EL PASO, Texas -- It's time to start thinking about some best practices for returning to your place of business. Of course, every company is facing a unique set of circumstances, but if you start kicking ideas around now and begin the discussion, you’ll be in great shape when your doors open. Here are some questions to consider. Rick Cabrera, a senior account executive in employment benefits with HUB International, offers some things for business owners to consider.
Q: Will any of your staff be able to continue working from home?
This might be the easiest way to calm fears, reduce the risk of spread and keep your staff safe. Employee anxiety will be the biggest driver, and don’t be surprised if some employees push back on returning to work.
If you still haven’t created work from home guidelines, including how to track employee progress, hours worked and overtime (non-exempt employees) now would be the time.
Q: Should you consider hazard pay?
Many employees will need to stay home to look after children since schools are closed. Or maybe the employee, or even a family member, has a compromised immune system. A leave of absence or even temporary hazard pay might be an option.
Ultimately, companies will need to analyze workflow and do their best to accommodate their employees’ varying concerns. Just make sure you are uniform in your decisions, have clearly laid out the guidelines and share any updates with staff. Doing so should reduce any concerns over accusations of discrimination.
Q: Are you going to allow clients to revisit your building?
This is tied to your industry and for many the answer will be an emphatic “yes.” If not, establish some criteria and an efficient way for your staff to notify clients. The last thing you want is for a client to show up and be told, “sorry you can’t come in.” It’s best to establish a policy far in advance and make sure word gets out quickly.
Also, if your retail model requires people to visit to make purchases, you’ll want to establish some rules and create a marketing campaign to let your customers know the protocol and the safety methods you’ve incorporated to protect visitors.
Q: Will your company provide PPE to employees?
Months ago the acronym PPE, for personal protection equipment, meant virtually nothing to many of us and now it’s part of our lexicon. Obviously, providing it would ease some anxiety, but there’s a cost and some employees might not like the idea of being forced to wear PPE. It may also make your clients and customers uncomfortable. You’ll have to weigh the pros and cons and make a decision that best fits your industry.
Q: Is your office clean? Do employees have the necessary cleaning products?
Whether your office is completely closed or open for reduced hours, many companies have taken advantage of this opportunity and done a thorough sanitation. You’ll want to encourage your employees to take some time and clean their work areas. To do so you’ll need to provide them with hand sanitizer and antibacterial wipes.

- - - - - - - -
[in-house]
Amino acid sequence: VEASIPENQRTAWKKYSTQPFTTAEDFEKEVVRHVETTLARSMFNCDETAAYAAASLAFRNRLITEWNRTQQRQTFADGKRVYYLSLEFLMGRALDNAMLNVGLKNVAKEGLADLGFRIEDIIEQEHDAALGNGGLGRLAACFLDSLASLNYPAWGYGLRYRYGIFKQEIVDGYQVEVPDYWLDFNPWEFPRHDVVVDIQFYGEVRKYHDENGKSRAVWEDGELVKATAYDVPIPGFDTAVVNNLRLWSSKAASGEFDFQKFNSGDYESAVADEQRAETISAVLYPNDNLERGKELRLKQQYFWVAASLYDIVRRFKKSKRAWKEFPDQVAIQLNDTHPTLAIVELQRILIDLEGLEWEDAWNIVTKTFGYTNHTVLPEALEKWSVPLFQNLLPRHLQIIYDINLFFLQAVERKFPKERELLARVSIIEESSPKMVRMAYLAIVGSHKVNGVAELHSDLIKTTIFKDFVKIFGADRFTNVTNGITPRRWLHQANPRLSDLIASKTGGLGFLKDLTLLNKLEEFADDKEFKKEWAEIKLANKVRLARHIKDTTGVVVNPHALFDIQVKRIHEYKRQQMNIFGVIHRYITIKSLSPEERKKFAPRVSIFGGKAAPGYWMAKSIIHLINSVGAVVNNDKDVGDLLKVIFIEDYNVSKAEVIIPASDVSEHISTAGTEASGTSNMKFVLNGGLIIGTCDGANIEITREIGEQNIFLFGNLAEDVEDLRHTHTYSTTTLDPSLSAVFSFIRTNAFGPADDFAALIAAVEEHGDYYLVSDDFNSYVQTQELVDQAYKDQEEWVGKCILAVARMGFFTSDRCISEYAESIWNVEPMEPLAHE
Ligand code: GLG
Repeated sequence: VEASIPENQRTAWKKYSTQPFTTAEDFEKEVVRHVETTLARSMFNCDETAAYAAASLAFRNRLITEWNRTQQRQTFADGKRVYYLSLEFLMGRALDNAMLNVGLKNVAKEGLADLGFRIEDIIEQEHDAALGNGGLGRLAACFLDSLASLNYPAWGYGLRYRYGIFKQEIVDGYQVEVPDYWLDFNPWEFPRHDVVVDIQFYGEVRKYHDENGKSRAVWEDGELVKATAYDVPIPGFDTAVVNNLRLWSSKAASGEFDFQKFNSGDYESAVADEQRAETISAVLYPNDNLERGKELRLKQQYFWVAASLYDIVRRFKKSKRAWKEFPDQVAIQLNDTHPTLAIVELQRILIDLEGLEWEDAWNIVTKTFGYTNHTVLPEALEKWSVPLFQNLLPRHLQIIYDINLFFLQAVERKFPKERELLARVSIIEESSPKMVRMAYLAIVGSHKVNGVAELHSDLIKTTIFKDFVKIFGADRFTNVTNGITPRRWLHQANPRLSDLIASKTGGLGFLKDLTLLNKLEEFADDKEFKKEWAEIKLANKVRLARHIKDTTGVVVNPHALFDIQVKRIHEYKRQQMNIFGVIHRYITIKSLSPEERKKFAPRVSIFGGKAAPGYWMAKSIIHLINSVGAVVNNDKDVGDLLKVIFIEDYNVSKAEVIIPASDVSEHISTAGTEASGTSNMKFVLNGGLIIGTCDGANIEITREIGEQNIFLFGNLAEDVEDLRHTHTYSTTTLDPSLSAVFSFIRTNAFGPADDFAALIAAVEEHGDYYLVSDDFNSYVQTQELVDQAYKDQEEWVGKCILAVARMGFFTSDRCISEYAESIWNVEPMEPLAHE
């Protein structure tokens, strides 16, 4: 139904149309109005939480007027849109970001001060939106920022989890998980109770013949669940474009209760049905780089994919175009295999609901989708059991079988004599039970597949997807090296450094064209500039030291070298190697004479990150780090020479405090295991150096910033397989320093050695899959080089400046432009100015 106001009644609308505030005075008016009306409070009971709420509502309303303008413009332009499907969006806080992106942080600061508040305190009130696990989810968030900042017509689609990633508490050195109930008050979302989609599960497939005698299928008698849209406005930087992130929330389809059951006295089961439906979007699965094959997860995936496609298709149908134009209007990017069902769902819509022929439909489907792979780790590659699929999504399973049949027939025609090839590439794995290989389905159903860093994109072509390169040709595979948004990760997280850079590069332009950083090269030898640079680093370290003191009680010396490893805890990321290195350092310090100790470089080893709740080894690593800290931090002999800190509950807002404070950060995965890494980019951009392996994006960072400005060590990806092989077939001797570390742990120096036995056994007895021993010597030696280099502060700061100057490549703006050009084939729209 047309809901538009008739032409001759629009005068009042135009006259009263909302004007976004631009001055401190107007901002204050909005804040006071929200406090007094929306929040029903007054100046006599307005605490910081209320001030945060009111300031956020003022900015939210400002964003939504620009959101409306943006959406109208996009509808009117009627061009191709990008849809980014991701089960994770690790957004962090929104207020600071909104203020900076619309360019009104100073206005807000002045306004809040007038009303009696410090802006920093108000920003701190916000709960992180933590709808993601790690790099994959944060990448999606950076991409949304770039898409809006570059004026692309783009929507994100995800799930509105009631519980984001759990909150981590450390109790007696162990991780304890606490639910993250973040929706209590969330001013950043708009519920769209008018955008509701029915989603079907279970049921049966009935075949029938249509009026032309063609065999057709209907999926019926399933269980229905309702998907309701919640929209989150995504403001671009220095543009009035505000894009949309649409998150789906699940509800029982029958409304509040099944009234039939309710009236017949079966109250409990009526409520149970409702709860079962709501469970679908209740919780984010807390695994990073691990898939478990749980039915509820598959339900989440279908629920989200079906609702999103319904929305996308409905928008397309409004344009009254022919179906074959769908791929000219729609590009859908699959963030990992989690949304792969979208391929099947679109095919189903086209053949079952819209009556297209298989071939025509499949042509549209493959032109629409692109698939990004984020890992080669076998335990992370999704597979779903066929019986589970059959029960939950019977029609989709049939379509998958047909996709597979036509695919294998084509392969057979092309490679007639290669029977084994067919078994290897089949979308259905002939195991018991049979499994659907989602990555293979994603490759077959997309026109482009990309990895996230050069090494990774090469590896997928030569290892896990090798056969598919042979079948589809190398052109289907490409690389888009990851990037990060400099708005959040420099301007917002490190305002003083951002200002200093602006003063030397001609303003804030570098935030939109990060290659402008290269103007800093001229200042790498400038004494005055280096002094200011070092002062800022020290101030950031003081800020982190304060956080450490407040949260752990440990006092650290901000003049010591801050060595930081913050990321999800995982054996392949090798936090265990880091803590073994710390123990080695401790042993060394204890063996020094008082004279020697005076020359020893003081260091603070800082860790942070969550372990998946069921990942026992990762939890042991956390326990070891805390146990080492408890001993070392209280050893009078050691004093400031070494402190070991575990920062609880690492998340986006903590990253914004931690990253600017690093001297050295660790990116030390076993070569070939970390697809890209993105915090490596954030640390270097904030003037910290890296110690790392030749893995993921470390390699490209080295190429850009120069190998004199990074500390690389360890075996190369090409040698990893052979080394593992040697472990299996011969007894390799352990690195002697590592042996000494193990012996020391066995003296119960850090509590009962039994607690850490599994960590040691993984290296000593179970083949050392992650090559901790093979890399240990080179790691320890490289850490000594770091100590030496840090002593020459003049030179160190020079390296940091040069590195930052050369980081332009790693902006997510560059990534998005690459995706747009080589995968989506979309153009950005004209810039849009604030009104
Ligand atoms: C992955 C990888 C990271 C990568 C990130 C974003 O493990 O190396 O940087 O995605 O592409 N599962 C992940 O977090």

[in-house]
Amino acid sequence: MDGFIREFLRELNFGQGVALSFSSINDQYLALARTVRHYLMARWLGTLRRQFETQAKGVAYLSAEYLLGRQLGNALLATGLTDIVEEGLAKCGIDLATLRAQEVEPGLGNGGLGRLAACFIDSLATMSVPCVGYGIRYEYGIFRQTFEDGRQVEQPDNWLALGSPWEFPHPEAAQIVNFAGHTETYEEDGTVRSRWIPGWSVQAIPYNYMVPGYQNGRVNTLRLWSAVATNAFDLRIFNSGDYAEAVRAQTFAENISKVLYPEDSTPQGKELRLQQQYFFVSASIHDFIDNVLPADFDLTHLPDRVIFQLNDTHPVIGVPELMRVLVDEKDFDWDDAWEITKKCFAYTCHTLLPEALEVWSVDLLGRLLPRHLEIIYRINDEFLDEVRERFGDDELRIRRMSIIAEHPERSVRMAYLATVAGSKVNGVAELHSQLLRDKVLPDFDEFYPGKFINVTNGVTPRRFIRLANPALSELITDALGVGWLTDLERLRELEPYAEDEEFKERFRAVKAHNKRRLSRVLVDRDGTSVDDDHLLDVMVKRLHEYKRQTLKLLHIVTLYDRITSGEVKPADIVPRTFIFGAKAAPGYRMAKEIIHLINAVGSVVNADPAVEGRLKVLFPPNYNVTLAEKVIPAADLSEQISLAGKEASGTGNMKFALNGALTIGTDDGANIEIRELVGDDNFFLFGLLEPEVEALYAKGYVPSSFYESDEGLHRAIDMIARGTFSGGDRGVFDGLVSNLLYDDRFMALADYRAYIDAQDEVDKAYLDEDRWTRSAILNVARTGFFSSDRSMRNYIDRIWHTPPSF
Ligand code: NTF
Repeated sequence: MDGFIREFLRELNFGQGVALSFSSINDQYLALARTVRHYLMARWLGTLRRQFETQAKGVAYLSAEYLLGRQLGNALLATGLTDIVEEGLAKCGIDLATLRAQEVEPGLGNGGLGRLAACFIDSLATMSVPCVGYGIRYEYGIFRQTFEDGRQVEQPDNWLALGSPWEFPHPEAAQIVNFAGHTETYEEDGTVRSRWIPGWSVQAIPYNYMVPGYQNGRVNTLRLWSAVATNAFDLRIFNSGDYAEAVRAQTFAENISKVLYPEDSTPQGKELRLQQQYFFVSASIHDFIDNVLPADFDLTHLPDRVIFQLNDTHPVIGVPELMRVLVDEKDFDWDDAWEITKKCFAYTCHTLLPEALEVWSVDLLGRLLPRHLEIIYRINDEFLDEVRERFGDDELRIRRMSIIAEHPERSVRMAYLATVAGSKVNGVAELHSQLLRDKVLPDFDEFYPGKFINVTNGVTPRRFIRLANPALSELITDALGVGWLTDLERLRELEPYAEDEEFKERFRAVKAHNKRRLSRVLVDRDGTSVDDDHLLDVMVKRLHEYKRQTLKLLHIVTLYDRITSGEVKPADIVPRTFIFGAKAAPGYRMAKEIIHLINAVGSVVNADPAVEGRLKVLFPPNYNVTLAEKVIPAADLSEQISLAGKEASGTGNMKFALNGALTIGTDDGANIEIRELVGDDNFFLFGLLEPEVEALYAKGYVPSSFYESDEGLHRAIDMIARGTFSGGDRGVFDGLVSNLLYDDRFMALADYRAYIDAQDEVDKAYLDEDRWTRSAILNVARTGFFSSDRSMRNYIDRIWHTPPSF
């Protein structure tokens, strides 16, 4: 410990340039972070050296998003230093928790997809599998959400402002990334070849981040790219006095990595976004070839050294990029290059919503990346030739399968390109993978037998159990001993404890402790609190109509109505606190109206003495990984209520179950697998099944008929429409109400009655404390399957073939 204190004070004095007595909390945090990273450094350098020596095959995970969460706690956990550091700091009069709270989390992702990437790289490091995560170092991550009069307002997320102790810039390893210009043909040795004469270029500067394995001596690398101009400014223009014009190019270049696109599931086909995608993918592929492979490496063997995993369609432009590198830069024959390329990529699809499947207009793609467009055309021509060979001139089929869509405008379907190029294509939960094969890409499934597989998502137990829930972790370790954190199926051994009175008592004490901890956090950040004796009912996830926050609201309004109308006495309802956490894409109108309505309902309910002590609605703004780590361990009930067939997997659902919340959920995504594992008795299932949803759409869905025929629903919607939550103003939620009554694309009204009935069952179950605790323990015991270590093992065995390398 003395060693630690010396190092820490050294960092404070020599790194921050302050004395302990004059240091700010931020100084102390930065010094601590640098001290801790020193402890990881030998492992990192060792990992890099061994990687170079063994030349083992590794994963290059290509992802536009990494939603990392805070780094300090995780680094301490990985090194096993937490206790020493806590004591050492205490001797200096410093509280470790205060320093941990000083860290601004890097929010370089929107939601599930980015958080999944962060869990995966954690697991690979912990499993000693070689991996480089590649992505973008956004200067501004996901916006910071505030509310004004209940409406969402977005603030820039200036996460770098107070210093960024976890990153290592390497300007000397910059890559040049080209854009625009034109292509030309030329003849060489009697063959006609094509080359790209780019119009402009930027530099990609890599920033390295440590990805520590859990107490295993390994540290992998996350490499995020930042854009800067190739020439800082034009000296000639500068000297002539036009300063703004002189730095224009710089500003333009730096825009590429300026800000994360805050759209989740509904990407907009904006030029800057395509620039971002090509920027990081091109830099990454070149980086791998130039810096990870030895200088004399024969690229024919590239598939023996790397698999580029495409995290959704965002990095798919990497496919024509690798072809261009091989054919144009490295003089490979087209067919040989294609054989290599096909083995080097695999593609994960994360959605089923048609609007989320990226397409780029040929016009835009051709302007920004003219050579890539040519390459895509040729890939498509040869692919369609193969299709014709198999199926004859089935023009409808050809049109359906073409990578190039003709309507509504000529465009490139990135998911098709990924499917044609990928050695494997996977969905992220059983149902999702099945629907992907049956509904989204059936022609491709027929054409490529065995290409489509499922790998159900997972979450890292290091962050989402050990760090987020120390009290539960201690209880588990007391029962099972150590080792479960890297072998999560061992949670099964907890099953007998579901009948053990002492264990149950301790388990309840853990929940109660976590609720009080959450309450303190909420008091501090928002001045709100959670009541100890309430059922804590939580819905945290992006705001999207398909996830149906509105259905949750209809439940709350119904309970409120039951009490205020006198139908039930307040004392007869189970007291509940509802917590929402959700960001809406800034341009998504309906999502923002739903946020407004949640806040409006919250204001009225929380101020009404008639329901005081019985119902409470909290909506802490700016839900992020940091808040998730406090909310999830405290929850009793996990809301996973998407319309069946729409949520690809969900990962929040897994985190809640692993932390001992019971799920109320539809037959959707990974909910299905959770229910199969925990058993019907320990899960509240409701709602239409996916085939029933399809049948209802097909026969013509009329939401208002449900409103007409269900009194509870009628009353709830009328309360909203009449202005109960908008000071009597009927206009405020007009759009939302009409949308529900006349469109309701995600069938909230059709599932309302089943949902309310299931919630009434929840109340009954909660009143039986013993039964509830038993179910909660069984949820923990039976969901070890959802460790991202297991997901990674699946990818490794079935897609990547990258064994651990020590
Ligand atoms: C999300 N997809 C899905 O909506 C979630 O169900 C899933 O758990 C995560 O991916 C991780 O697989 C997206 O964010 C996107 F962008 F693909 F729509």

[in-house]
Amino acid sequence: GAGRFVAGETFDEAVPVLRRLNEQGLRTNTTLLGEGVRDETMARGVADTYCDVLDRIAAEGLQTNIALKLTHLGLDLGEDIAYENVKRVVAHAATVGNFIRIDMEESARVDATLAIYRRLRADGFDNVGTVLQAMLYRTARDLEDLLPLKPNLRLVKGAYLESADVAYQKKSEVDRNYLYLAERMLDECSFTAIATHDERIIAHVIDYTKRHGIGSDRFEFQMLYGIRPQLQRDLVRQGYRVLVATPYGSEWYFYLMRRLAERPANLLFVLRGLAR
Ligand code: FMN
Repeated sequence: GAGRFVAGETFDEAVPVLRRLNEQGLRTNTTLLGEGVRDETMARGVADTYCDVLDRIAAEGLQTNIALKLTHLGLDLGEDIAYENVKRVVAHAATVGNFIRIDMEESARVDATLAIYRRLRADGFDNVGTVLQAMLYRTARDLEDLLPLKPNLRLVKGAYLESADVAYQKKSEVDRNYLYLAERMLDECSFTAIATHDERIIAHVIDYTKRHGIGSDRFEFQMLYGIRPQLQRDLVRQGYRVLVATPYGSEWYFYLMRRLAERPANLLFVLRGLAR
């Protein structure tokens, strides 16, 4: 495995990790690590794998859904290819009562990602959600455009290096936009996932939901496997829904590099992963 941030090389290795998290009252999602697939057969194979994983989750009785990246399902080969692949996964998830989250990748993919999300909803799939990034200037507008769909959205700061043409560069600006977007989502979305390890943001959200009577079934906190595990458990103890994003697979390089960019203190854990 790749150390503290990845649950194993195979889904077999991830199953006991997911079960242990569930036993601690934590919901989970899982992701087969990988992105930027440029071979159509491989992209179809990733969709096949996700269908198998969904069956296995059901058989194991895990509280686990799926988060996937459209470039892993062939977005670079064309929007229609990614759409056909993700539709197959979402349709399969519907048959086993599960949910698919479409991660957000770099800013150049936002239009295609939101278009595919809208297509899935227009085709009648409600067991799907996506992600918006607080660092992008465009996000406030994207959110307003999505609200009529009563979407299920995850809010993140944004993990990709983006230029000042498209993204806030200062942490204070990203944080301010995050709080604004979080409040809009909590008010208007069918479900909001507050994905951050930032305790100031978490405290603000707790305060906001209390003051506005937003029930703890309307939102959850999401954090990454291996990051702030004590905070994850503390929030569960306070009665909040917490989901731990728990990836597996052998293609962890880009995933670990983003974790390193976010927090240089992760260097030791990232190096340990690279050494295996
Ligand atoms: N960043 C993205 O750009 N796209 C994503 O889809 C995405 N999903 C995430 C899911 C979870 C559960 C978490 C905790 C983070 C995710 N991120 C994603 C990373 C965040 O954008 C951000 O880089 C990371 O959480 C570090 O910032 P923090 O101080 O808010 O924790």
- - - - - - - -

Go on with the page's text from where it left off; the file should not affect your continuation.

Q: Should we monitor employees and make sure the sick stay home?
Doing employee temperature checks are legal because of COVID-19, but keep in mind some employees may push back or have another condition that is causing a temperature spike. Establish the guidelines and make sure the employees have been informed and know what to expect.
You’ll need to have employees willing to do it, the necessary personal protection equipment and high-quality thermometers.
Another option is to hire a company to administer the testing. Jeremy Green’s company, Workforce Health Solutions, recently shifted its focus and works with companies to provide temperature checks.
“We have successfully put in 1,800 hours screening individuals,” Green said. “We wear PPE and just screen.”
But he knows cost can be an issue and some companies do in fact have access to the cleaning supplies, goggles and temperature equipment necessary to put their employees on the front line.
“Ultimately if the resources are there and they aren’t scared of the liability … and can take a temperature, then that’s fine,” Green said. “The company just needs the right stuff to protect whoever is administering the test.”
Q: If temperature testing isn’t perfect, what can be done?
The next logical step is to do what’s called rapid COVID-19 screenings.
Green’s company has been doing the rapid testing for the last three weeks.
“Internally, we are testing our medical staff with a rapid COVID-19 test that tests for antibodies, and within 10 minutes you have a rapid result,” said Green.
According to Green, it’s 92% effective at detecting Coronavirus antibodies. “It can also detect an asymptomatic carrier with 88% to 97% accuracy (depending on the available test kits) so the boss can now say, ‘go home and seek further testing.’”
Q: Do we need a new floor plan?
Many companies have strategically set up their offices to increase collaboration. However, for the time being, meetings in tight spaces will not be met with much enthusiasm. You may consider opting for more open spaces and even spreading out desks to provide more personal space for each employee.
Q: Are you rehiring furloughed staff? Will they be eligible for benefits immediately?
There are a few outliers, but most carriers are willing to waive waiting periods for furloughed employees. If that’s not the case, please check with your broker and carrier. Frankly, that information should’ve been shared with the employee as part of the furlough process.
You’ll want to create a post-furlough/return-to-work letter that clearly spells out the process, including when they should report to work, if the employee will lose any seniority, and the safety methods and protocols that have been incorporated to keep employees safe.